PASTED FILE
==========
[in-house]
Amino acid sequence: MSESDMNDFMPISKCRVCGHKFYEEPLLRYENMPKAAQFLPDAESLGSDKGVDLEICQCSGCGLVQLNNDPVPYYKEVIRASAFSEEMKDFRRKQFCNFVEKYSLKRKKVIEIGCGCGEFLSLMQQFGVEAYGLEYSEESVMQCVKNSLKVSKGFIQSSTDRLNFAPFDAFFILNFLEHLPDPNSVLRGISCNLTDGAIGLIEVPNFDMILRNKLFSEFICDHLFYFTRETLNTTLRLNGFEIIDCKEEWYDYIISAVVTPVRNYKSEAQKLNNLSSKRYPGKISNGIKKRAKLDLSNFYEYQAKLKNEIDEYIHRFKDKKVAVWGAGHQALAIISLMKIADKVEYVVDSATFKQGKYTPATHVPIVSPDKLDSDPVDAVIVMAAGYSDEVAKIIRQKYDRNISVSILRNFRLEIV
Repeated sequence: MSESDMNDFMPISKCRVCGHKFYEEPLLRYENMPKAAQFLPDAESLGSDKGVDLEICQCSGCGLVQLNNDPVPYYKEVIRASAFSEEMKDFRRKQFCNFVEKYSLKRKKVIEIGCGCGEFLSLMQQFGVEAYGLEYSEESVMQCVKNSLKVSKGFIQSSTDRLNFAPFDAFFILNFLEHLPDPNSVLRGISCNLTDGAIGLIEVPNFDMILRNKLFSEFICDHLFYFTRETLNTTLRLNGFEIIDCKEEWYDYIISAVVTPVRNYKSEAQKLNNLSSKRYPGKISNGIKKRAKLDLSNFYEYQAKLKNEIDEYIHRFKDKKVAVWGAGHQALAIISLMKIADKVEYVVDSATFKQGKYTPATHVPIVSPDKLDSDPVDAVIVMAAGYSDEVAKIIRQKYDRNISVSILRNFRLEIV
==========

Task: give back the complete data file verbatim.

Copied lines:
[in-house]
Amino acid sequence: MSESDMNDFMPISKCRVCGHKFYEEPLLRYENMPKAAQFLPDAESLGSDKGVDLEICQCSGCGLVQLNNDPVPYYKEVIRASAFSEEMKDFRRKQFCNFVEKYSLKRKKVIEIGCGCGEFLSLMQQFGVEAYGLEYSEESVMQCVKNSLKVSKGFIQSSTDRLNFAPFDAFFILNFLEHLPDPNSVLRGISCNLTDGAIGLIEVPNFDMILRNKLFSEFICDHLFYFTRETLNTTLRLNGFEIIDCKEEWYDYIISAVVTPVRNYKSEAQKLNNLSSKRYPGKISNGIKKRAKLDLSNFYEYQAKLKNEIDEYIHRFKDKKVAVWGAGHQALAIISLMKIADKVEYVVDSATFKQGKYTPATHVPIVSPDKLDSDPVDAVIVMAAGYSDEVAKIIRQKYDRNISVSILRNFRLEIV
Repeated sequence: MSESDMNDFMPISKCRVCGHKFYEEPLLRYENMPKAAQFLPDAESLGSDKGVDLEICQCSGCGLVQLNNDPVPYYKEVIRASAFSEEMKDFRRKQFCNFVEKYSLKRKKVIEIGCGCGEFLSLMQQFGVEAYGLEYSEESVMQCVKNSLKVSKGFIQSSTDRLNFAPFDAFFILNFLEHLPDPNSVLRGISCNLTDGAIGLIEVPNFDMILRNKLFSEFICDHLFYFTRETLNTTLRLNGFEIIDCKEEWYDYIISAVVTPVRNYKSEAQKLNNLSSKRYPGKISNGIKKRAKLDLSNFYEYQAKLKNEIDEYIHRFKDKKVAVWGAGHQALAIISLMKIADKVEYVVDSATFKQGKYTPATHVPIVSPDKLDSDPVDAVIVMAAGYSDEVAKIIRQKYDRNISVSILRNFRLEIV